From the eye of the storm
We spent the day before the great storm at the seaside, watching the waves crash over the promenade and feeling that weird shivery thrill of being right at the edge of the world, but also just three minutes away from a scaldingly hot bag of chips.
The day before I had been in London, which had been full of an excited pre-apocalyptic sense of impending doom. Mrs P at the corner shop joked that I was panic buying as I stocked up on bread and milk and reassured me that she would drop the shop keys through my letter box so I could let myself in should the worst happen.
Natasha the flower girl was selling her flowers off extra cheaply and as I carpet-bagged two bunches of roses for a fiver she warned, “There’s a hurricane coming,” explaining that she’d never seen a hurricane, but her Mum had told her all about the Great Storm of 1987, which happened, she explained, a couple of years before she was born.
I told her I remembered it really well, but left giving her the impression that I was still a kid at the time, or at the latest still at school, when in fact I remember tramping through the silent streets the next morning reporting on the devastation for the local paper I had just landed a job on.
That time we only had the TV and radio weather reports to rely – or not rely – on. This year, as we drove home, pushed along by an increasingly fierce following wind, we could follow the storm’s progress on our phones and join in the conversation about it on Twitter. My friend Joani tweeted that her kitchen looked like the set of the film Jumanji as she’d taken the precaution of bringing all her pots, including a small tree, inside. She was relieved, yet ever so slightly put out, that her efforts had been largely unnecessary pointing out, “I’ve had heavier sighs.”
I woke up the next morning dreading looking outside and was relieved to see nothing worse than the washing line down and a few plastic chairs turned over. It looked for all the world as if we’d had a particularly good party in the garden the night before. As opposed to the last time we’d had a particularly good party, when it looked as if Hurricane Katrina had gatecrashed.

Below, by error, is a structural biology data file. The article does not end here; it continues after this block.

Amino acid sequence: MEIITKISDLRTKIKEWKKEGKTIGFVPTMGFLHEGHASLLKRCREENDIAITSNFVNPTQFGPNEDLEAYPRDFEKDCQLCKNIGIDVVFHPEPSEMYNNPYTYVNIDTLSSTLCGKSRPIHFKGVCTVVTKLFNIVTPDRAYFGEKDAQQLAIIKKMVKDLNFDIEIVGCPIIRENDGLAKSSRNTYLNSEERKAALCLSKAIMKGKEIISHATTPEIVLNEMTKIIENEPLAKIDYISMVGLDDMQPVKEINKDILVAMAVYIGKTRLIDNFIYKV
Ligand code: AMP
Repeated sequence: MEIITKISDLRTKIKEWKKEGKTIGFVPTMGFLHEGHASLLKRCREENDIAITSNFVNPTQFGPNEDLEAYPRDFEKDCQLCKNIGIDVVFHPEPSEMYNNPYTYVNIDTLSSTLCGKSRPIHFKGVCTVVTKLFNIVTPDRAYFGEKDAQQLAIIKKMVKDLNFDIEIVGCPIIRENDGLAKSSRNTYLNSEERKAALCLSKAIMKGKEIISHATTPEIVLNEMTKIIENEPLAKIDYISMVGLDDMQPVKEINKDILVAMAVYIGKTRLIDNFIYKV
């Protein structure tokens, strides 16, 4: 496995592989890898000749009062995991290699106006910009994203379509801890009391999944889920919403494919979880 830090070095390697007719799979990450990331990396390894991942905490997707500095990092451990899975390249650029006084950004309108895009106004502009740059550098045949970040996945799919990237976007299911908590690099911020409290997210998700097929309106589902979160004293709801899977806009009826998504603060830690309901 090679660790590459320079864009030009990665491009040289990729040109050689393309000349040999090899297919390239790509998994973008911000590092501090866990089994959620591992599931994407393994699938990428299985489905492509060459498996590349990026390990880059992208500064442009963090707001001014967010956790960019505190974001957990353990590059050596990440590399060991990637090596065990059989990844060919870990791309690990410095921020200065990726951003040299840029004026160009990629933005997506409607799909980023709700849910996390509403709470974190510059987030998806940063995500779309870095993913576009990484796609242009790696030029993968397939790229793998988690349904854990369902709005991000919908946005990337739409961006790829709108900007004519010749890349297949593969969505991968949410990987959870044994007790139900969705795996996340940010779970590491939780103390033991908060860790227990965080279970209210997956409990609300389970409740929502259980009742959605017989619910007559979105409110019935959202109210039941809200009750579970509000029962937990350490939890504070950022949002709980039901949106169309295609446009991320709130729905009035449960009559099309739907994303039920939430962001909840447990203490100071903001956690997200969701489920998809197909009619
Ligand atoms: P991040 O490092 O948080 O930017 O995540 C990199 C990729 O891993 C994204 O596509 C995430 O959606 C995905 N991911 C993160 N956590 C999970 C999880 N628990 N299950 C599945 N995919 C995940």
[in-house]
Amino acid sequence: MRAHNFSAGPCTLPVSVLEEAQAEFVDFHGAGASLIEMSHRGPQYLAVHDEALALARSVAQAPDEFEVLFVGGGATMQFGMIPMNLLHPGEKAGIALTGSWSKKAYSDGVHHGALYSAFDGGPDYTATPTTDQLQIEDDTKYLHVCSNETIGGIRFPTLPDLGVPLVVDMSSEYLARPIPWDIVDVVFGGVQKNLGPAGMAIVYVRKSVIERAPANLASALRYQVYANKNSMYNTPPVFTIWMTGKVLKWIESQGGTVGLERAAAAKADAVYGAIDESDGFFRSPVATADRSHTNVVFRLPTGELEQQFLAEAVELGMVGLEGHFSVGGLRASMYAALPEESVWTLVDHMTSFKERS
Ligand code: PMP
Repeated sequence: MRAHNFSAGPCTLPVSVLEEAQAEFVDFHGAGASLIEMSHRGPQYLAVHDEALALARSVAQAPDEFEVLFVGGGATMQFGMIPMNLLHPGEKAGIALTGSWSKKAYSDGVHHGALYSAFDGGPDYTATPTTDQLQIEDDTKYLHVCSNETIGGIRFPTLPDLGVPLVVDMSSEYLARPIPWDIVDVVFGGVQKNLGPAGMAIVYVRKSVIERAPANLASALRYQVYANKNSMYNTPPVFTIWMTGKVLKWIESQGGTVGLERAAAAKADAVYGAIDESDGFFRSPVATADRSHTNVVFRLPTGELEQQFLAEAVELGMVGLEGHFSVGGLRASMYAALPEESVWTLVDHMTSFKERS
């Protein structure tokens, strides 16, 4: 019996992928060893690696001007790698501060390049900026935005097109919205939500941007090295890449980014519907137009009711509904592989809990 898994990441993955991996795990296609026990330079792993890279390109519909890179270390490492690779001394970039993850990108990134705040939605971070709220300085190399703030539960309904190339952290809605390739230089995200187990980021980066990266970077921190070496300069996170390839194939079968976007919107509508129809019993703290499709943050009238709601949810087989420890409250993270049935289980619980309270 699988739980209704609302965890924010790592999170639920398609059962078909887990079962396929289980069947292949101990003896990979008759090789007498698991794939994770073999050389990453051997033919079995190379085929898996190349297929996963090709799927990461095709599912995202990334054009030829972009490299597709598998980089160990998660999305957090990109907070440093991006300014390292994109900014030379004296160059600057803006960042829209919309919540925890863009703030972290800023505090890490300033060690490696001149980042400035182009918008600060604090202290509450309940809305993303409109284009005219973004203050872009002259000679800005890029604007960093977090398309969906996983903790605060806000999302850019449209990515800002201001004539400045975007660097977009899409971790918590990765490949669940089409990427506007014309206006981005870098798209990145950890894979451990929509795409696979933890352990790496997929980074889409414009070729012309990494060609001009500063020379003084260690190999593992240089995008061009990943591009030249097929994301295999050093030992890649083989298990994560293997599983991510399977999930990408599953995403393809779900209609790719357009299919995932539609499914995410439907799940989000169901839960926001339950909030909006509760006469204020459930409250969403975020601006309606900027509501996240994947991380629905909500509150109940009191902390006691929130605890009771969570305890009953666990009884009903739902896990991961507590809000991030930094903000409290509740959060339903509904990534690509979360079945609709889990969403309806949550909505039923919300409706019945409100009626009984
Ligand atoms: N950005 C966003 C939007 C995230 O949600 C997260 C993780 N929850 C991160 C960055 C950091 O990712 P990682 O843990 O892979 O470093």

Our greatest problem was ensuring that Ella could get back to uni up North in time. All the trains were cancelled and she couldn’t get through to find out when they would be back up. I left for work as she was trying to book a back-up coach ticket and fretting about being late.
Other parts of the country weren’t as lucky, with people swept into the sea and power lines down, and it shows that all the technology in the country can only mitigate the storm’s terrible power, it can’t stop it.
But the unsung heroes working for the power and train companies had been up and down the tracks like the Wichita Lineman and worked through the night to put things back to normal. Ella texted an hour later to say she was at the station about to get on to her train.
Reading the news about four families losing someone in the storm I texted her a kiss and thanked my lucky stars for having the luxury of nothing worse to worry about.
Posted by Amanda Blinkhorn